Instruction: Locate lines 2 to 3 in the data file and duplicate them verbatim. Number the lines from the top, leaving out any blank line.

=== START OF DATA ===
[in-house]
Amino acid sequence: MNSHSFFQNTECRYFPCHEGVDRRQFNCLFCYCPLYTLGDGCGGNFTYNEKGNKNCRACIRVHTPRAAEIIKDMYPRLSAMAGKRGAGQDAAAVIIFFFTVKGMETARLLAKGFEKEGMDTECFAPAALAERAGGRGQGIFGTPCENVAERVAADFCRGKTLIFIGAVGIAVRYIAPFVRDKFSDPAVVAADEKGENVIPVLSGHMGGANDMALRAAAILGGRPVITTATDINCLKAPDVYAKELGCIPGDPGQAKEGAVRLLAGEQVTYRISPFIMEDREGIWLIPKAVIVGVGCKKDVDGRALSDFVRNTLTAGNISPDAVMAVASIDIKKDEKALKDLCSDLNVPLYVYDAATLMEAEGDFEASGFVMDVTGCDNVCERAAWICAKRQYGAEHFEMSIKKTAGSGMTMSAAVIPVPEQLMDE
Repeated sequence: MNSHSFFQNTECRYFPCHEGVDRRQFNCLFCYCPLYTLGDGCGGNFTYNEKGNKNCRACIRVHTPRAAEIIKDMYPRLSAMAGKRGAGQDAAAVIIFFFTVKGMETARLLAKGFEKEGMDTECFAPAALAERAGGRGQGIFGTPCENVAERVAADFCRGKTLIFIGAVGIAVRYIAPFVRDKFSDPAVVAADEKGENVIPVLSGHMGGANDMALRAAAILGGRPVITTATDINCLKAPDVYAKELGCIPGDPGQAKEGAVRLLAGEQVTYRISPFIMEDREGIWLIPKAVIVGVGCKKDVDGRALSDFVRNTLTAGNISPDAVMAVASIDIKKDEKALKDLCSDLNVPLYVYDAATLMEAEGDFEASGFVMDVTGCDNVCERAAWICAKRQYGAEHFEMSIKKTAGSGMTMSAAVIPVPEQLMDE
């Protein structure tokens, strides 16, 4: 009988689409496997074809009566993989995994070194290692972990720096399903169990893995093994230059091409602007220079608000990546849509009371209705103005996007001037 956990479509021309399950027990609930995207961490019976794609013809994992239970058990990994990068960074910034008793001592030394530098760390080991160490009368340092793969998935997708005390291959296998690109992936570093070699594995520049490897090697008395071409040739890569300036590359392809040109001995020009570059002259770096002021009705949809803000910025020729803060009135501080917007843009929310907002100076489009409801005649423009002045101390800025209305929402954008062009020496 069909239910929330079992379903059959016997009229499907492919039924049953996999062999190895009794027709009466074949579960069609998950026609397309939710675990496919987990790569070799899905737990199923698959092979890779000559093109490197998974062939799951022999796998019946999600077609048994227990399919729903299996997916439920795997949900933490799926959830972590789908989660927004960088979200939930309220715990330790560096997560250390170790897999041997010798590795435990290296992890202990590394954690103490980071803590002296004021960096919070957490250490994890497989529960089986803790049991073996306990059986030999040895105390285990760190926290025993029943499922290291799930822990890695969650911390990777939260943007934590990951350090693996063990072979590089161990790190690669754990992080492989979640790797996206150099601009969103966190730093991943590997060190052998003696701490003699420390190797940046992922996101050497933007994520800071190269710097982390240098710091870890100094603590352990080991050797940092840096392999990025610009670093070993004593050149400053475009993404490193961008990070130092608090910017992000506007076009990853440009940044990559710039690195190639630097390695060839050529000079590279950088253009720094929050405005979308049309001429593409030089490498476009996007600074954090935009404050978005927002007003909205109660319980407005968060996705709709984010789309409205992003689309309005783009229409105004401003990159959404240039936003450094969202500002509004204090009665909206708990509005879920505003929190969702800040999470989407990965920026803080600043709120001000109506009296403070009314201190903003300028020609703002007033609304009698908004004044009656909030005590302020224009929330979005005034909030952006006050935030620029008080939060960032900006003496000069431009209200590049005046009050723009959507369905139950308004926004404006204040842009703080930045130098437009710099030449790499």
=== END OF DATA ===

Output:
Amino acid sequence: MNSHSFFQNTECRYFPCHEGVDRRQFNCLFCYCPLYTLGDGCGGNFTYNEKGNKNCRACIRVHTPRAAEIIKDMYPRLSAMAGKRGAGQDAAAVIIFFFTVKGMETARLLAKGFEKEGMDTECFAPAALAERAGGRGQGIFGTPCENVAERVAADFCRGKTLIFIGAVGIAVRYIAPFVRDKFSDPAVVAADEKGENVIPVLSGHMGGANDMALRAAAILGGRPVITTATDINCLKAPDVYAKELGCIPGDPGQAKEGAVRLLAGEQVTYRISPFIMEDREGIWLIPKAVIVGVGCKKDVDGRALSDFVRNTLTAGNISPDAVMAVASIDIKKDEKALKDLCSDLNVPLYVYDAATLMEAEGDFEASGFVMDVTGCDNVCERAAWICAKRQYGAEHFEMSIKKTAGSGMTMSAAVIPVPEQLMDE
Repeated sequence: MNSHSFFQNTECRYFPCHEGVDRRQFNCLFCYCPLYTLGDGCGGNFTYNEKGNKNCRACIRVHTPRAAEIIKDMYPRLSAMAGKRGAGQDAAAVIIFFFTVKGMETARLLAKGFEKEGMDTECFAPAALAERAGGRGQGIFGTPCENVAERVAADFCRGKTLIFIGAVGIAVRYIAPFVRDKFSDPAVVAADEKGENVIPVLSGHMGGANDMALRAAAILGGRPVITTATDINCLKAPDVYAKELGCIPGDPGQAKEGAVRLLAGEQVTYRISPFIMEDREGIWLIPKAVIVGVGCKKDVDGRALSDFVRNTLTAGNISPDAVMAVASIDIKKDEKALKDLCSDLNVPLYVYDAATLMEAEGDFEASGFVMDVTGCDNVCERAAWICAKRQYGAEHFEMSIKKTAGSGMTMSAAVIPVPEQLMDE